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Variable Temperature STM


This variable temperature scanning tunneling microscope (VT-STM) system operates in ultra-high vacuum (UHV). It detects structural, electronic, and spin textures, and measures thermal voltages of surfaces and thin films.

Science Overview

The CNMS VT-STM system consists of one vacuum chamber for two different functions of in situ growth and characterizations.

For sample growth, routine surface science techniques like Argon sputtering, PBN or direct heating are incorporated to clean samples or substrates in vacuum. High quality thin films can be grown by molecular-beam epitaxy (MBE) with three electron beam evaporators. It is equipped with Reflection High-Energy Electron Diffraction (RHEED) to verify the surface crystallinity of surfaces and thin films.

The Omicron variable temperature STM has Q-plus sensors for atomic force microscope (AFM). Both STM and AFM can resolve atomic structures of surfaces. The microscope has been augmented with tip functionalization for spin polarized STM (SP-STM) and scanning tunneling thermovoltage microscopy (STVthM) functions for studies of magnetic and thermoelectric materials.

Fig. 1
Top: Illustration of epitaxial growth of BN onto graphene edges. Bottom: STM image of a graphene-BN boundary, with STS curves acquired at colored dots marking locations.


The atomic resolution STM and scanning tunneling spectroscopy (STS) enables imaging of local electronic states confined by defects and boundaries. It allowed us to reveal a 2D heteroepitaxial growth from the 1D edge of a 2D seed crystal. Monolayer crystalline h-BN grew from fresh edges of monolayer graphene with atomic lattice coherence, forming an abrupt one-dimensional interface, or boundary. The spatial and energetic distributions of the boundary states were mapped with STS, which are found to be strongly associated with boundary terminations, asymmetric screening, and a polarity-induced electric field. Science, 343, 163-167(2014); Nature Communications 5, 5403 (2014).

The STVthM enables mapping of thermoelectric power on the surface down to the atomic resolution. Using the STVthM function, we spatially resolved thermovoltage on epitaxial graphene with direct correspondence to graphene atomic structures. A thermovoltage arises from a temperature gradient between the STM tip and the sample, and variations of thermovoltage are distinguished at defects and boundaries with atomic resolution. The thermoelectric power, the electronic structure, the carrier concentration, and their interplay can thus be analyzed on the level of individual defects and boundaries in graphene. Nano Letters, 13 (7), 3269–3273 (2013).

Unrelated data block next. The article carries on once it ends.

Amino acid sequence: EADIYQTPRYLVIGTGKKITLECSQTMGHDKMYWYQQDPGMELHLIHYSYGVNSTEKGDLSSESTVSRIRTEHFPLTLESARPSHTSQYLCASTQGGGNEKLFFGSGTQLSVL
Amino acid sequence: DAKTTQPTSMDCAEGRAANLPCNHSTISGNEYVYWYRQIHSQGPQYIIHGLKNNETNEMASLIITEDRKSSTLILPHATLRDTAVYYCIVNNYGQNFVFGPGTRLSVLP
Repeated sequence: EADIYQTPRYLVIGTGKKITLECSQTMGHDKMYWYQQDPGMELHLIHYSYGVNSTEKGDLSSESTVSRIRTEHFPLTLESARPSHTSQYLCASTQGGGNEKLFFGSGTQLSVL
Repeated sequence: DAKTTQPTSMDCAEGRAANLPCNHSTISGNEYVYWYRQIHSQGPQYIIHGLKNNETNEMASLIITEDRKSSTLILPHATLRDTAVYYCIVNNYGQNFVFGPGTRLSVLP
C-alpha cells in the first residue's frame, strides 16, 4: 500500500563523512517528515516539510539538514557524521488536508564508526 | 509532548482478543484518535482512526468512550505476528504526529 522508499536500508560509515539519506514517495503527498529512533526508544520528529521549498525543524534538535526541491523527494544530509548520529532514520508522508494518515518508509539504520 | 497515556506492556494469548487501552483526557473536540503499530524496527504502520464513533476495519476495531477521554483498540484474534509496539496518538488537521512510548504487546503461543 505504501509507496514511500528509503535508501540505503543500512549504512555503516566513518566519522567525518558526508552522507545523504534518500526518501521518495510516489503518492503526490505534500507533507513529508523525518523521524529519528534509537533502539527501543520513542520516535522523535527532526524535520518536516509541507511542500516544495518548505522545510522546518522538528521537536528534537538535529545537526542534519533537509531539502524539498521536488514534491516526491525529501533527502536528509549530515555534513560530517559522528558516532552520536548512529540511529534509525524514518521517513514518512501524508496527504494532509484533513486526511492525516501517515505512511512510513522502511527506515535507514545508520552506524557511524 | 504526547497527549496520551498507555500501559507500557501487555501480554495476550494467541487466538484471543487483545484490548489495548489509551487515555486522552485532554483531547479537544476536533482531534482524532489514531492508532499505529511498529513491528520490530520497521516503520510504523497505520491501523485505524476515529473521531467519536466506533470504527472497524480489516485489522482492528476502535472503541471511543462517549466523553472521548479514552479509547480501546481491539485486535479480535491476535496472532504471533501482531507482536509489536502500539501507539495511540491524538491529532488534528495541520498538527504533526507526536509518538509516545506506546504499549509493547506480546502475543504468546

Fig. 2
Atomic-scale mapping of thermoelectric power on graphene with developed TP STM function.

SP-STM is a powerful technique to probe and control the spin states of the surface and interface, which is key to spintronic applications of magnetic materials. Using a ferromagnetic tip in a VT STM, we studied the evolution of surface magnetism of Co nanoislands on Cu(111) upon hydrogen adsorption and desorption with the hope of realizing reversible control of spin-dependent tunneling. Nano Letters, 17 (1), 292–298 (2017). It further allowed us to reveal and manipulate magnetic domains in a quasi-2D crystal Fe3GeTe2. The evolutions of these domains in response to varying temperature and STM-tip manipulations are investigated. Physical Review B 97, 014425 (2018). 



  • Samples must be UHV compatible, able to be mounted on a metal transfer plate and relatively flat.
  • Sample size up to 10×10 mm2
  • In general, samples must be cleaned in situ to provide meaningful measurements.
  • Inserted sample surfaces can be prepared by cleaving, inert gas sputtering, or annealing.


  • Ar+ sputtering for sample cleaning
  • Reflection High Energy Electron Diffraction (RHEED)
  • Three electron beam evaporators


  • Omicron VT-STM/STS/Q-plus AFM
  • Temperatures from 30-450 K
  • STM requires a conductive path to ground
  • Tip functionalization by metallic deposition, for example for spin detection
  •  Specific positioning of the AFM/STM tip on the sample (down to ~10µm)